How to Fix Bootrec /fixboot Access is Denied During Fix Boot Configuration (2 Fixes)

There are two possible ways to fix the problem of “Access is Denied” when trying to run the bootrec /fixboot command in Windows. This command is normally used for fixing a number of startup problems you might be having in Windows. Problems like “Windows Failed to Start a Recent Hardware or Software Change Might Be The Cause”, blue screen of death that says “Your PC Ran Into a Problem and Needs to Restart”, black screen on startup, missing boot device, et cetera. The bootrec command rebuilds the Boot Configuration Data file (BCD) in cases where the file is missing, corrupted, or isn’t properly configured. This is why the bootrec command is quite important. But what do you do if bootrec denies you access to some command extensions like the fixboot command? Below are two possible ways to solve this problem.

METHOD ONE: Recreate the EFI Directory Structure and Reconfigure the Boot Files Using BCDboot Command

To do this, on the terminal where you got the access is denied error, type in the command, diskpart, and hit enter. Wait till you see the diskpart prompt, then type the command, list disk and hit enter, this should display all the disks you have attached to your PC.

Next, you want to select the disk where you have your Windows file, normally is the disk 0, so type select disk 0 and hit enter. It should say disk 0 is now the selected disk. Now type list vol and hit enter. It should display all the volumes you have on all the disks attached to your PC.

Next you need to select the volume with your System Reserved partition, yours might be combined to the partition with your Windows operating system, in some cases, it’s clearly defined as System reserved, which is the volume 1. This is where you have your EFI directory. Next run the command, select vol, it should say volume 1 is the selected volume. Now you will need to assign another letter to this volume, you can choose any letter you want, but note that some letters are reserves by windows and others like FCED in some cases are already in use so you have to use some other letters. Here I will use letter V. So I will run the command, assign letter=V:. It should say diskpart successfully assigned the drive letter. Now type exit, and hit enter, this should close your diskpart session. Next type V: and hit enter, it should take you to the V volume.

Here type the command md \efi\microsoft\boot\ and hit enter. Next type the command cd /d V:\efi\microsoft\boot\ and hit enter.  Then type, bootrec /fixboot and hit enter. It should say the operation completed successfully. After that type bcdboot c:\windows /l en-us /s V: /f all and hit enter. It should again say the operation completed successfully.

Type exit and hit enter to close the terminal. It should bring you back to the page below.

From here if you go back to the command line terminal, you should be able to run the bootrec /fixboot command successfully.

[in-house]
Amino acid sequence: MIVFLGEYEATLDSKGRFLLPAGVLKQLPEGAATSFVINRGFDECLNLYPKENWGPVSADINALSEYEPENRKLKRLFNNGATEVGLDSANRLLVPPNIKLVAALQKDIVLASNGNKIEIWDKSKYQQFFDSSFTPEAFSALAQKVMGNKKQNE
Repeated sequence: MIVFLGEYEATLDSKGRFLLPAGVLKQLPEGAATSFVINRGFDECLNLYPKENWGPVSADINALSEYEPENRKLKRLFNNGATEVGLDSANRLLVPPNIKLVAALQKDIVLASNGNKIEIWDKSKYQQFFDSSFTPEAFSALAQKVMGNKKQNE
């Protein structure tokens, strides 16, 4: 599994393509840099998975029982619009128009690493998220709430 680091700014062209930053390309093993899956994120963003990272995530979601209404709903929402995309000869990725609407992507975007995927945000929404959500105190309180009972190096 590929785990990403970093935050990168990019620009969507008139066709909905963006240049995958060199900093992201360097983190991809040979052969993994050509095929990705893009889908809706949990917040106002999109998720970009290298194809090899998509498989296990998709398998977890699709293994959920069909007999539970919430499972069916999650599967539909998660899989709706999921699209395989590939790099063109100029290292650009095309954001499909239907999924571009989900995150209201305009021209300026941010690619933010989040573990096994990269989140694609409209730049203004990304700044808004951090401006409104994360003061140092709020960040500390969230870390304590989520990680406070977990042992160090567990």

If for some reason this doesn’t work for you, then you can follow the second approach to fix this problem.

METHOD TWO: Using Windows 10 Build 1703 Media Files

There have been several reports that this error is peculiar to the later Windows 10 installation media files, like build 1709 and the latest build 1803 install media. So running the same command using an earlier version like build 1703 will not cause this error.  Unfortunately, if you try to use the Media creation tool from Microsoft official download page, you will end up with the latest Windows 10 build on your USB stick. So for this second fix, you will need to configure a bootable USB with the 1703 build installation files in order to run your bootrec commands without errors. This process will not downgrade your Windows from any version to 1703, it only provides you the command line terminal from the 1703 build from where you can run the bootrec commands without errors.

To do that you will need a USB stick which is at least 8GB in size and has no files in it. Then using the disk management tool, mark the USB as active. To do that, attach your USB stick to your PC, again ensure you have no files in it, you can choose to format it in case it has some initial configurations. Then right-click on your windows start icon and select disk management.

On the disk management page, locate your USB, right-click on it and select mark partition as active.

Download Windows 10 Build 1703 media files. After downloading, simply copy all the downloaded files to your USB drive. With that, you should have a bootable USB with Windows 10 build 1703 installation files. Now you can use this USB to repair any version of Windows 10 you might be having problems with. The Installation media in the link above has both the 32-bit and 64-bit editions, so you can choose on startup which edition you want to run. Of course, this is quite a heavy file, about 6GB in size, so you should ensure you have a good Internet connecting before proceeding with the download.

Please share your comments, questions, and feedback in the comment section below. 

The following video demonstrates the solutions in this tutorial.

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